• Diagnosis and treatment- Amazing advances in diagnostics, medicines and surgery, and combining all of these approaches have greatly improved outcomes, for those affected particularly with more advanced cancers. However, these advances cost money and need lots of experts so we will only continue to reap their rewards if we invest in research in these areas and also encourage people to dedicate their lives to supporting advances in cancer treatment. There are challenges here though: this stuff is very expensive and we also have to be incredibly careful not to be blinded by the technology and ask real hard questions as to whether it generates real improvements in outcome or just a high tech razzmatazz.
  • Survivor supports- It is now very clear that those good lifestyle actions that help prevent cancer in the first place probably apply even more to those who finish their initial cancer treatment. For example, keeping a healthy weight and exercising right through treatment (as best one can) and especially after enormously improves the chances of not dying from cancer or the indirect effects of cancer afterwards in breast, bowel and prostate cancer and possibly several others. Proper supports to overcome fatigue and disability can reap enormous positive benefits to everyone impacted by cancer.

The bottom line is we should not live in fear of cancer. Shortly in Ireland, more than one out of every twenty people will be a cancer survivor.

Some cancers becoming “chronic”

My nursing and clinical colleagues in hospitals increasingly tell me of patients they have who are now living with advanced incurable cancers, which 10 or even 5 years ago would have been invariably fatal. New approaches, radiation and medicines are extending life for some, and giving them a high-quality active life as well. For some cancers, such as a high portion of early stage prostate cancers, patients are counselled that watchful monitoring is far more effective at giving them quality life, than aggressive treatment. Most of these men will actually die with a cancer in their body rather than than die from it. Management of symptoms, side-effects and the psychological burdens of such things going on in one’s body is a new vista for researchers to try and engender real improvements too. Increasingly such people are of working age so employers will need to take account of their staff (and colleagues) who they will have invested in over years and decades and still have lots to give and offer to the workforce.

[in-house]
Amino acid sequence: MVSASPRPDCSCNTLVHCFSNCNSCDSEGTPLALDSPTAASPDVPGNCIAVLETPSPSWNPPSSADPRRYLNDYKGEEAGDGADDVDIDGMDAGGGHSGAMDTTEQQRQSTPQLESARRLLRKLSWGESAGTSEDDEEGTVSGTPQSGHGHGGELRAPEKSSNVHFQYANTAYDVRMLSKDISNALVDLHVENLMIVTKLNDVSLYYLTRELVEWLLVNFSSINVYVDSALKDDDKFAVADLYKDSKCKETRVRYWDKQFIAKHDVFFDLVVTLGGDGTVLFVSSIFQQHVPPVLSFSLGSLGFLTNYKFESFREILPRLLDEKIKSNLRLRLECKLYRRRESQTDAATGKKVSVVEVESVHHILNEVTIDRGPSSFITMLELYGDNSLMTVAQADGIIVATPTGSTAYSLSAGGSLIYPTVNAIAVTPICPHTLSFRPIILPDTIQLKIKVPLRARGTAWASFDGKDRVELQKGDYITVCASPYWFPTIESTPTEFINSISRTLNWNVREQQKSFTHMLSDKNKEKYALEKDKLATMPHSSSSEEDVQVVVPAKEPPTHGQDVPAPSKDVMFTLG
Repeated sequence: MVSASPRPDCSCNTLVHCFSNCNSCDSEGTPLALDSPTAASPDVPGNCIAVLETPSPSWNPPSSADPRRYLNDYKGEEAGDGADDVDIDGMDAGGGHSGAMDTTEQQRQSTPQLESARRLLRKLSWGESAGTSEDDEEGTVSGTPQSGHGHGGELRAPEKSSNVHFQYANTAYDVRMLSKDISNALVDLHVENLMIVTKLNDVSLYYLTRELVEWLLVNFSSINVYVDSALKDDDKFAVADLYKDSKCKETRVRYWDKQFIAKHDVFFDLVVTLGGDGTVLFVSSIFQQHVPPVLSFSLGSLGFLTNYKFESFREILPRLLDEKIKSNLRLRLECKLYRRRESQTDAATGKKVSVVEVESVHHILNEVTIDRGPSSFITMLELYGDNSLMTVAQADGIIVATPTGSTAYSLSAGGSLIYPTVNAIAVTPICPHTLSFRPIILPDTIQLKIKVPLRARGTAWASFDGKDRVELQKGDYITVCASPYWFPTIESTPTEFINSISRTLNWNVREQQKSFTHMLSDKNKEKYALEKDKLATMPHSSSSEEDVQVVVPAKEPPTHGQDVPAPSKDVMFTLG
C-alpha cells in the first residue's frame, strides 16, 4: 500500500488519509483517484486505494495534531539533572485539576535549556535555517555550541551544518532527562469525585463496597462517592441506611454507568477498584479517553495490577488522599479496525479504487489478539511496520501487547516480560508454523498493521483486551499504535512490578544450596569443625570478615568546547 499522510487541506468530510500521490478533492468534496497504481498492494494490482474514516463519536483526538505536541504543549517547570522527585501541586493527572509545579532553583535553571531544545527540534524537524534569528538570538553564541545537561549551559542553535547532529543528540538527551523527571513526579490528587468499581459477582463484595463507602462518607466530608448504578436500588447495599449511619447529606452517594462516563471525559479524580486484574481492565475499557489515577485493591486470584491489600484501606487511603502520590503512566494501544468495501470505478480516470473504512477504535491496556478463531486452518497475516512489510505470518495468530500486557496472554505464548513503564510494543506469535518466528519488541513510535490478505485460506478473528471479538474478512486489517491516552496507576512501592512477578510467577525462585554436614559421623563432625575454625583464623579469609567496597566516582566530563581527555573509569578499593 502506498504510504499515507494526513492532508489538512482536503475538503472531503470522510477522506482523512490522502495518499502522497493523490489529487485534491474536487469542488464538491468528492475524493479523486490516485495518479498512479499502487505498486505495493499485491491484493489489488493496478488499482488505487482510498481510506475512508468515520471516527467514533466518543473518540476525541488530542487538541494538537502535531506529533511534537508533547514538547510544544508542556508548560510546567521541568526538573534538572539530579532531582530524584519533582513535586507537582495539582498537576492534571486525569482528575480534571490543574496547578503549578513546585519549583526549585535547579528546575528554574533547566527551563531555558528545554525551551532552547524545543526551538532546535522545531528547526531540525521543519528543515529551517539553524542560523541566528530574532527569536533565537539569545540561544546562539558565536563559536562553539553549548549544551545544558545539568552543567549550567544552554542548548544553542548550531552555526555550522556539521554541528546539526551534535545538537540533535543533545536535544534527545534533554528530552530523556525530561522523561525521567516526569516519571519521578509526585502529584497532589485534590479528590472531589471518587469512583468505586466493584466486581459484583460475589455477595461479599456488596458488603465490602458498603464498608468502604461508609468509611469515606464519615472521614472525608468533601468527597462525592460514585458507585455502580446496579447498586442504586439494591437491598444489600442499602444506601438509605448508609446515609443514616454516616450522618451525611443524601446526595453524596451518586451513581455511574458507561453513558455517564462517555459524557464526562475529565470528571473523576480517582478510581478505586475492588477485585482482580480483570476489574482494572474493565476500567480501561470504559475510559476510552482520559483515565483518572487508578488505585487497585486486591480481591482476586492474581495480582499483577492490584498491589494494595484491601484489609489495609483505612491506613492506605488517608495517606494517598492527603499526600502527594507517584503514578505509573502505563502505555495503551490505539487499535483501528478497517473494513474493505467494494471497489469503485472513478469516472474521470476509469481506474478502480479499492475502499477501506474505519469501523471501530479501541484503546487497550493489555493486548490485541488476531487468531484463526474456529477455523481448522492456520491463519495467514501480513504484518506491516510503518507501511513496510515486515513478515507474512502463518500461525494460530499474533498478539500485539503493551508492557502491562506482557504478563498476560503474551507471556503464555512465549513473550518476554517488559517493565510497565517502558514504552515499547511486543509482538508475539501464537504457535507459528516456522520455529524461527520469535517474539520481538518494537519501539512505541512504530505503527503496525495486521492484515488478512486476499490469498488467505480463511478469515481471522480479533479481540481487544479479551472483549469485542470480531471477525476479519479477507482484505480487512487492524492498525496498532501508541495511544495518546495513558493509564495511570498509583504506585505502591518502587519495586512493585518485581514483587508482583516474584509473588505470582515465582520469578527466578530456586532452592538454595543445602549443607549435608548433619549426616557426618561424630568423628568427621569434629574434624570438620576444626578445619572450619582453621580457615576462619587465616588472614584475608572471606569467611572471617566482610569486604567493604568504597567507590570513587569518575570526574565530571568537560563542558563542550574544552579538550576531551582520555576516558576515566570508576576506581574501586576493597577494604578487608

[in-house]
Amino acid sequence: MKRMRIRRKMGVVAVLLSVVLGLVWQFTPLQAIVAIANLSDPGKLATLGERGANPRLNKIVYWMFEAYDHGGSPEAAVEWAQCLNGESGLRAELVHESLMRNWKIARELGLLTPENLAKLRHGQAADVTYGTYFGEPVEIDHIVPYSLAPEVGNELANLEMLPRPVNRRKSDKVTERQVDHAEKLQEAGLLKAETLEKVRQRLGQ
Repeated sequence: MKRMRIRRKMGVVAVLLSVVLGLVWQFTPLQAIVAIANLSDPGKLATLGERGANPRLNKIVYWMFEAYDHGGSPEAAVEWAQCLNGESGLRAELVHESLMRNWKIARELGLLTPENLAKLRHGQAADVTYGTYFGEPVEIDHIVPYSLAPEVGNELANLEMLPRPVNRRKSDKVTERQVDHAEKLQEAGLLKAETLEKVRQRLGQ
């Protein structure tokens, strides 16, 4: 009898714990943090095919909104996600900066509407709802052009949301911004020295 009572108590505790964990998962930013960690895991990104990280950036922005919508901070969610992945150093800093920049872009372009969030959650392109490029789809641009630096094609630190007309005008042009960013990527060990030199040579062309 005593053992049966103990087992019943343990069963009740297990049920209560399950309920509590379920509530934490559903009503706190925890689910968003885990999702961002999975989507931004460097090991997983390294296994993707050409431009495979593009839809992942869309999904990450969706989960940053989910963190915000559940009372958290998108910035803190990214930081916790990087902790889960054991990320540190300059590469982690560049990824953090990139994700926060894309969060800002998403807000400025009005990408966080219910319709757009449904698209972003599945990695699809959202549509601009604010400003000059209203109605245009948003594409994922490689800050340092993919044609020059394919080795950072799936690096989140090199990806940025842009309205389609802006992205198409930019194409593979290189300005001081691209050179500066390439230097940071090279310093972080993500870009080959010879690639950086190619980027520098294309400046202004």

So where is this all going then?

We need to give balanced support to the the aspects of health that we already know can reduce cancer burden.

Research is truly improving outcome for many people impacted by cancer, but this is more usually a steady improvement and a singular eureka moment of magical change.

We need to be wary of media parrots and sensationalist headlines!

In particular, the idiom, “if it sounds too good to be true it usually is” is a good guide in life and when we hear about cancer “cures”.

robert o'connor

Written by

Inquisitive by nature with scientific interest in all that surrounds me. I have a Ph.D. in cancer pharmacology & work as a head of research in a cancer charity